.,Si$ s'e salty Floridan Aquifer,
,dan a i lW lmlal de fze it through re-
verse osmosit. Ploridn water actuily is cheaper to
process than pure sea water. The problem: Deminer-
alized water current costs eight to 10 times more
than fresh wtel ^pa the Biscaype Aquifer.


ine really had the inform
know what the consequci
those acts would be, good
And they didn't know the
ence between water [that
however slowly, and water
was] Impounded."
"There's no ,doubt if w
long the project over today
1o it differently," says Jack
he district's director and t
who now presides over the
lood-control project.
Floedwrsti Wtrii
Still, Maloyand other dis
Icials say that despite wa
)ly concerns, they can't o


nation to Lake Okeechobee, a sprawi ,.' reo er for a year or two, the man-
nces of allow 74Oeqre-e cistprn, ;grsay. To expect the lake alone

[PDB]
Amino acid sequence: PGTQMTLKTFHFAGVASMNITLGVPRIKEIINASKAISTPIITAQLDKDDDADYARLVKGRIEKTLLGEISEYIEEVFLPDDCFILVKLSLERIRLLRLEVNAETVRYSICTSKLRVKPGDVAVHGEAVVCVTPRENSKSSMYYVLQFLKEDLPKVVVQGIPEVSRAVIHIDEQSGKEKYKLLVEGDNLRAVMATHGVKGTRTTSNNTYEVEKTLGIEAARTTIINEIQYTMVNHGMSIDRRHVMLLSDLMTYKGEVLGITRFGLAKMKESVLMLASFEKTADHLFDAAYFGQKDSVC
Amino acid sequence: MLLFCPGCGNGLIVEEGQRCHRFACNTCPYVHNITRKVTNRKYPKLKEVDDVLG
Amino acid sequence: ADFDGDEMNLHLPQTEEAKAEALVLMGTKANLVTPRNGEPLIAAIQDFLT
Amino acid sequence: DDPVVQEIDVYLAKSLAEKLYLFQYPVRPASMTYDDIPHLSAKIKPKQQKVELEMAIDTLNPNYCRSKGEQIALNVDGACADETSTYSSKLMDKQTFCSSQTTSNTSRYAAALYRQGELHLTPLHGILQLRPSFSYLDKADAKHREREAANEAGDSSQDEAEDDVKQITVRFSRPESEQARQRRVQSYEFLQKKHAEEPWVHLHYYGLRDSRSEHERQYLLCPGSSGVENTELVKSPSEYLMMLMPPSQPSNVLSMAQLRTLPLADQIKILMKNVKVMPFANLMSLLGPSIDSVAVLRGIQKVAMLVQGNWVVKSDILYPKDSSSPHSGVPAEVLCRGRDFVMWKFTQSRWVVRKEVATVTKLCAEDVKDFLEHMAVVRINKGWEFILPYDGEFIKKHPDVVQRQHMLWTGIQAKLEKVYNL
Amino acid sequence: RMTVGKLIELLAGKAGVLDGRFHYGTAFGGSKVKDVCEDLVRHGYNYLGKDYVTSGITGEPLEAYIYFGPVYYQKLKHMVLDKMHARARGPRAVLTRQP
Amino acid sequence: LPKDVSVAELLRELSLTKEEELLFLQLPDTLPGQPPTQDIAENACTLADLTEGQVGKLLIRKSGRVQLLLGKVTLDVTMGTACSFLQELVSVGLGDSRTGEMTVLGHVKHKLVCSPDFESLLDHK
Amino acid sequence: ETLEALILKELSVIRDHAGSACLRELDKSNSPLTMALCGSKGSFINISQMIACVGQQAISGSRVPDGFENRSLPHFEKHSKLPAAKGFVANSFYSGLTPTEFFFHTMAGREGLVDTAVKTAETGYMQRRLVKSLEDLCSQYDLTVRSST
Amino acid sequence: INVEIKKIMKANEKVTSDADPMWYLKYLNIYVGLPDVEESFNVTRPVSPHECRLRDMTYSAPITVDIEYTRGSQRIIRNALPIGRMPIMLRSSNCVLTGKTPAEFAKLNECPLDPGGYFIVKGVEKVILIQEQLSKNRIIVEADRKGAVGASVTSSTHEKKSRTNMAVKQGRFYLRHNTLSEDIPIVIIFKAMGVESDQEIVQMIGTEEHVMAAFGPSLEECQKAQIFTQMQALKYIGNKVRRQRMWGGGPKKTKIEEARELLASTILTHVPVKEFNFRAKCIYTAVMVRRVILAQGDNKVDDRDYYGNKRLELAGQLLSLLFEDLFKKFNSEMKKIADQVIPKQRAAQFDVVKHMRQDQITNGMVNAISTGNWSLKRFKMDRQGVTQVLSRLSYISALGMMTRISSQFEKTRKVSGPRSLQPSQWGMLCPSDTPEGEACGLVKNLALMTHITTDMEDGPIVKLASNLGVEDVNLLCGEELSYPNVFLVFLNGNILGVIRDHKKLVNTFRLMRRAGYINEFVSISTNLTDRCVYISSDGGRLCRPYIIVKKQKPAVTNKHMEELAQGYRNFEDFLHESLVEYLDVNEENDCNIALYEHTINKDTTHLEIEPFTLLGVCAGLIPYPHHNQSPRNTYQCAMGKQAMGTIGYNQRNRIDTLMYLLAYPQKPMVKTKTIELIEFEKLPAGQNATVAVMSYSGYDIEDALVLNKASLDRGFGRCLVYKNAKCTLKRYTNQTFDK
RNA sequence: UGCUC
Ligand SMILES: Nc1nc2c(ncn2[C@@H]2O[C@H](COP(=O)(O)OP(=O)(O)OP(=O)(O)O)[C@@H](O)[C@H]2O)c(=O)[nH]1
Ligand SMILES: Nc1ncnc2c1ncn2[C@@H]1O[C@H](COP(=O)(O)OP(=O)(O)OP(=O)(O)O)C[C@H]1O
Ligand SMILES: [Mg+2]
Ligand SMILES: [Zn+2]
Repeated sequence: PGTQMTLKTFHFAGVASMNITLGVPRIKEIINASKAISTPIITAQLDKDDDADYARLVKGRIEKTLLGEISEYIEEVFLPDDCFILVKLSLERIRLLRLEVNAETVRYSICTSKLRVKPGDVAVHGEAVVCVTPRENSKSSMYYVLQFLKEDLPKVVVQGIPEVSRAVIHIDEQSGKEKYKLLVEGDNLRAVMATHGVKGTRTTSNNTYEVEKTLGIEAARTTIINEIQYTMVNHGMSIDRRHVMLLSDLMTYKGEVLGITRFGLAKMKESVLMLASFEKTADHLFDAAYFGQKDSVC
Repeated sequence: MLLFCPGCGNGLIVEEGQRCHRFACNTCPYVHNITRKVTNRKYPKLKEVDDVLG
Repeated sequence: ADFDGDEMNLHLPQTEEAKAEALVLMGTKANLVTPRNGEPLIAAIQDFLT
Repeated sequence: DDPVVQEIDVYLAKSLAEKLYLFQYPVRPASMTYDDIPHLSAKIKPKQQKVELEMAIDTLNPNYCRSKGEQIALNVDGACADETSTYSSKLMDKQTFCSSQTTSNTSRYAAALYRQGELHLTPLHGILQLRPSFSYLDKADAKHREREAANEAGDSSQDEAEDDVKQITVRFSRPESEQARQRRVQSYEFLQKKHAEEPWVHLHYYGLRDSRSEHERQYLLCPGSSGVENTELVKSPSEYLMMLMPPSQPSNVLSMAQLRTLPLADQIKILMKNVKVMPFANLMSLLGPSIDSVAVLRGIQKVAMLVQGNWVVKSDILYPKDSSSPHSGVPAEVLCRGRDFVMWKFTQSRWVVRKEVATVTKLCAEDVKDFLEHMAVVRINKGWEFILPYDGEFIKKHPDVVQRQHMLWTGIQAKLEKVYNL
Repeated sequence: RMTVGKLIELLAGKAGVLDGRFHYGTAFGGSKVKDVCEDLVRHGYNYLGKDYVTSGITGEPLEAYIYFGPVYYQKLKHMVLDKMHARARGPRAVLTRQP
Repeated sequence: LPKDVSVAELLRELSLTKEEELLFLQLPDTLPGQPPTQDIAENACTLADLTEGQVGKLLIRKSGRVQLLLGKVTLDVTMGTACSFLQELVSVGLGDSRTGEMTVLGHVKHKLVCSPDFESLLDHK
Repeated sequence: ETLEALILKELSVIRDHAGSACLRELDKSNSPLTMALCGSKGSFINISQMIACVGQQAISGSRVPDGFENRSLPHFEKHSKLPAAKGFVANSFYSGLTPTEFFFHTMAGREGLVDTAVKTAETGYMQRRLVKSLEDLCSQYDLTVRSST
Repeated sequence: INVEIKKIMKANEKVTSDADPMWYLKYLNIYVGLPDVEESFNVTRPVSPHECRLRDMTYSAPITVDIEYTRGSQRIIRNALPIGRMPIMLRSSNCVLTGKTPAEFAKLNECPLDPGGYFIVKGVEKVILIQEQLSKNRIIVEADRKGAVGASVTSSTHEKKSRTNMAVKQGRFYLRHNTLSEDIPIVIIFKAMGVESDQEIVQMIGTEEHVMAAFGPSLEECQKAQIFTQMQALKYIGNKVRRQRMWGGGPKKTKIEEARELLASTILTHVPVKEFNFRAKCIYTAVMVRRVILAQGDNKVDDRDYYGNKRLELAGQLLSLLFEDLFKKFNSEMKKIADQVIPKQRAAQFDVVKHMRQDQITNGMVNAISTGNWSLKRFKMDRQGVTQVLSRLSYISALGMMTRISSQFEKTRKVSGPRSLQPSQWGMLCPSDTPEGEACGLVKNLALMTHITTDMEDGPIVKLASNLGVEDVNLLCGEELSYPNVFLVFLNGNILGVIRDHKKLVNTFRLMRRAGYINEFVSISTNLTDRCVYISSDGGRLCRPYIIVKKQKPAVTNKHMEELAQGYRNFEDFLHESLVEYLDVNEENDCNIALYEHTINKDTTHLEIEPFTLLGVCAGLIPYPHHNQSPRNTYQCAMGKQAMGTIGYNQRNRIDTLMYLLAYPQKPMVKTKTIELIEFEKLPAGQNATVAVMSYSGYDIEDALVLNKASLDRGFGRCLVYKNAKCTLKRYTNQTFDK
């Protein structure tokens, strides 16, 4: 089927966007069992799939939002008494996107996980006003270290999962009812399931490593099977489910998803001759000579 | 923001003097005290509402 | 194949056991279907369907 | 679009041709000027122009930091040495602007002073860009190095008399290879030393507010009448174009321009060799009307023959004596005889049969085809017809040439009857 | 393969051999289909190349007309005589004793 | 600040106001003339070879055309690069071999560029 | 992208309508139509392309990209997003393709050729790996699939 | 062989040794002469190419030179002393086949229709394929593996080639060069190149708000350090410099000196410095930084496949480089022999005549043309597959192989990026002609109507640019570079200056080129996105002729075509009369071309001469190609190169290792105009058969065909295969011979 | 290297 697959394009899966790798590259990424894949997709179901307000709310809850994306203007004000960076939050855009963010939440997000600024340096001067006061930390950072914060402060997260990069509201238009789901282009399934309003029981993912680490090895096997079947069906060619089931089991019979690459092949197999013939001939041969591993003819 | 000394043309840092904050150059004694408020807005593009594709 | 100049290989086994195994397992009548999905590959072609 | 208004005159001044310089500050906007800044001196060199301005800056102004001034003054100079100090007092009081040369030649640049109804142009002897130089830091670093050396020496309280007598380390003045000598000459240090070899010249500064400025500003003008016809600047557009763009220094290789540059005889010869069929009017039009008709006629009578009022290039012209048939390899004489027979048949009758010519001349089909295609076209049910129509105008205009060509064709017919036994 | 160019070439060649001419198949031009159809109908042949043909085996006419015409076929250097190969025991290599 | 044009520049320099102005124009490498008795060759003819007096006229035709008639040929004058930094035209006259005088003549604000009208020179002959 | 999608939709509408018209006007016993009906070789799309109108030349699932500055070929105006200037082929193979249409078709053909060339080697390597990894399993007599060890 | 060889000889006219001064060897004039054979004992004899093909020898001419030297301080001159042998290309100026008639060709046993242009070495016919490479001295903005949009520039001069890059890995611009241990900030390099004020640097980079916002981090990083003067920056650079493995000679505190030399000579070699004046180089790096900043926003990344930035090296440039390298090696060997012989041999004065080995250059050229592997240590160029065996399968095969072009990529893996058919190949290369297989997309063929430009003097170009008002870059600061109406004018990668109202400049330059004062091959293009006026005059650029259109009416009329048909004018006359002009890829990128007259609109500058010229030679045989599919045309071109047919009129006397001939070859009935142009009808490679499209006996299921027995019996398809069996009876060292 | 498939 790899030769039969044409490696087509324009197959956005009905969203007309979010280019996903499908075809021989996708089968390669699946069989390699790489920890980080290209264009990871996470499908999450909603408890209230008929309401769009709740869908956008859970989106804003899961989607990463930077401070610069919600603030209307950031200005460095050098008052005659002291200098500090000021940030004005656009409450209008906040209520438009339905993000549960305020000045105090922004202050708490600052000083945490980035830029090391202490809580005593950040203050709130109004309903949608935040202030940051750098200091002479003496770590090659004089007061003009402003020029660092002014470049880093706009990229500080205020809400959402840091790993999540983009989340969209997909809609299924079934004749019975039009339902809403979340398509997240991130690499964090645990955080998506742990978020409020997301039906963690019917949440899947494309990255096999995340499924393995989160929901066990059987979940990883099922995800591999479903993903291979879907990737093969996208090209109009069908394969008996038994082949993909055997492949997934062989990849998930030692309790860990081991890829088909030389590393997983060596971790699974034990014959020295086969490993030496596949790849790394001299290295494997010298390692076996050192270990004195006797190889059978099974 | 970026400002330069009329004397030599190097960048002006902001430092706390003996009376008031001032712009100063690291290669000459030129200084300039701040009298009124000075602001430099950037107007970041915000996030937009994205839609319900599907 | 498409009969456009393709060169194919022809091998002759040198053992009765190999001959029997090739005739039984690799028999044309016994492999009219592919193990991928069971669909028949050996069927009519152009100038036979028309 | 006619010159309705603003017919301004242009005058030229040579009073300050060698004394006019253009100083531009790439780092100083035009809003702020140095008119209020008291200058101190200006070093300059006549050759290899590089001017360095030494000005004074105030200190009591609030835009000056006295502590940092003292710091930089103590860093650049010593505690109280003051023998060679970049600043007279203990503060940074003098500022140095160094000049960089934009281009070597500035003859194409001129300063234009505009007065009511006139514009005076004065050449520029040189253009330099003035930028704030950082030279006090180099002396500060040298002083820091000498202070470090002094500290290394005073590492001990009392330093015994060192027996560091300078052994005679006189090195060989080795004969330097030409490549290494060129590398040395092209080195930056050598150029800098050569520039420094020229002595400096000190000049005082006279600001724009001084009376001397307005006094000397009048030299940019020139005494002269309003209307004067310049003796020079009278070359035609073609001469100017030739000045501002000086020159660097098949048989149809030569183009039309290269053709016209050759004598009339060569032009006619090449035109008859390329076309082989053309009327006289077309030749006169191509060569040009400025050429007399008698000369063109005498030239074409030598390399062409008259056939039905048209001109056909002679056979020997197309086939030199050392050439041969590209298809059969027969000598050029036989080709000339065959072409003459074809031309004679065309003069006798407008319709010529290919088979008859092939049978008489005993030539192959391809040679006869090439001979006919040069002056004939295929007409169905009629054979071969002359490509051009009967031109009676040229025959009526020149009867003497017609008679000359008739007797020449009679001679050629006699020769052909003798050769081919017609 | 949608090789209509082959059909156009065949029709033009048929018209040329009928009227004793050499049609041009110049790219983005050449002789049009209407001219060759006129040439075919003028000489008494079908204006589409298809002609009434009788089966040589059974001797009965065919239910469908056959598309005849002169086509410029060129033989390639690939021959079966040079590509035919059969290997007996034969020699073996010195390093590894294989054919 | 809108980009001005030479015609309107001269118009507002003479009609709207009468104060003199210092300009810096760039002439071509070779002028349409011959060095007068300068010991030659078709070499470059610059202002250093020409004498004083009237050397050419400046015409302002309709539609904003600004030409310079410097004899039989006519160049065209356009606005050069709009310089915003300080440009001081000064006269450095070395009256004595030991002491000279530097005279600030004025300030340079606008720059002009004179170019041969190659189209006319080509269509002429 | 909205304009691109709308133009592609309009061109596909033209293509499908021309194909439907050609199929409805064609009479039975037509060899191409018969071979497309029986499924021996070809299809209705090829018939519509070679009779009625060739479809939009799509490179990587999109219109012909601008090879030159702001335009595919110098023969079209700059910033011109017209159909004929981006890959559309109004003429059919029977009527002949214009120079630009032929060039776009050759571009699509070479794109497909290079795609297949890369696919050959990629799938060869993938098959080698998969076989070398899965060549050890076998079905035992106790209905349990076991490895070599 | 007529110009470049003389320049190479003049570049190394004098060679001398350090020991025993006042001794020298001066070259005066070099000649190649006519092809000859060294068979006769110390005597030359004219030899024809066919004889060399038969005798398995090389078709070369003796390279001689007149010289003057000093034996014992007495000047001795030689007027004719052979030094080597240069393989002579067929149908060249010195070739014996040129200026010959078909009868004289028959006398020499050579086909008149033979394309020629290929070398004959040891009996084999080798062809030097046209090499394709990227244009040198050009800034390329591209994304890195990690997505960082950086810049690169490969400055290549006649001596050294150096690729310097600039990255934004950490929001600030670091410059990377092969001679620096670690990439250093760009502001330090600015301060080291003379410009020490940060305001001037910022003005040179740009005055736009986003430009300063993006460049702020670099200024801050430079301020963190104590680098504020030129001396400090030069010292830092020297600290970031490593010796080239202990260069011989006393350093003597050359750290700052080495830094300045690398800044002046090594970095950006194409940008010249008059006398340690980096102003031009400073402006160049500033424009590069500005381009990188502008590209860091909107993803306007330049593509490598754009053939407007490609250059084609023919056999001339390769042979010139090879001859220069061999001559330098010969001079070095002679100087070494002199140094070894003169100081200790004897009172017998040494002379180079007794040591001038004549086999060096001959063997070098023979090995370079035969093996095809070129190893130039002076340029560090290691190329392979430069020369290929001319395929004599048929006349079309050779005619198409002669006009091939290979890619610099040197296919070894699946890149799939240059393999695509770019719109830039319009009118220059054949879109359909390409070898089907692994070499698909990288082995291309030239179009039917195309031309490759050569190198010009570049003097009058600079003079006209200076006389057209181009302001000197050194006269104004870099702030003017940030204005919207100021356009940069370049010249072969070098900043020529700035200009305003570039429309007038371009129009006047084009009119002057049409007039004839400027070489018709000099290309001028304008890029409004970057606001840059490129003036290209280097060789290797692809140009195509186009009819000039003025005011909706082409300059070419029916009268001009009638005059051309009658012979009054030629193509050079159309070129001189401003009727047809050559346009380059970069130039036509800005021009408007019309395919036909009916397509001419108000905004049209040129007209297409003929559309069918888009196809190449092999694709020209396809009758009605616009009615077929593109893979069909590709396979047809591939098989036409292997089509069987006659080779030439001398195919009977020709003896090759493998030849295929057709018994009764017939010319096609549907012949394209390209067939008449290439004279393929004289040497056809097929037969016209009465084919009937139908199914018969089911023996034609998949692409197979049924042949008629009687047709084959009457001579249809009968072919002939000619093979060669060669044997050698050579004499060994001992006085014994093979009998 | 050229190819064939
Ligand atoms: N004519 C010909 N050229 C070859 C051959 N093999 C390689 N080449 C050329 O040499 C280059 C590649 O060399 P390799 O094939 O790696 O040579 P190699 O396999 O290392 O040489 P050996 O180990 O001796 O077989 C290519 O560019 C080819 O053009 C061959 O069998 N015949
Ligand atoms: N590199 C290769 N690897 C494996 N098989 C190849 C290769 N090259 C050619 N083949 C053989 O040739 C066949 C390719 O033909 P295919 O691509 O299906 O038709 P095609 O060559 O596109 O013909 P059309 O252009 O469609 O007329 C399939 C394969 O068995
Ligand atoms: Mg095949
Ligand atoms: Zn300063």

or bad. to backupMatei sup to get the region through future
differ- Three' aj$Sa Silon was dtro ts without severe rationing
flowed, spent to raMle te lke'S etes. Na- is itrealisttc, water managers gen-
er [that ture willing, the water level was eral concede.
allowed to rise to 17.5 feet, two Coastal consumption, a 1978 dis-
e were feet higher than it had been al- trictreport states, will rise to about
y, we'd lowed to rise to before. oi 'Bllion gallons a day by the
Maloy, By water-management-district MtUrnpf the century, 80 per cent
he man projections, the new lvel sbo mer. tlan today. Agricultural use,
massive put an averaged t 450l0 ai .whlcbirlready accounts for two out
al acre-feet rthIde V also is
"",''_mN .alea.tly.
t ose demands against this
amount was thought sufficient vir- yea's drought without ,new
trict of- tually to "deqghtproof" the region yC of water and the results are
teratup- through 199 ad take care of most di jl ous.
verlotk wCtter needs through the year 2000. Except fnr erm n rvs i-....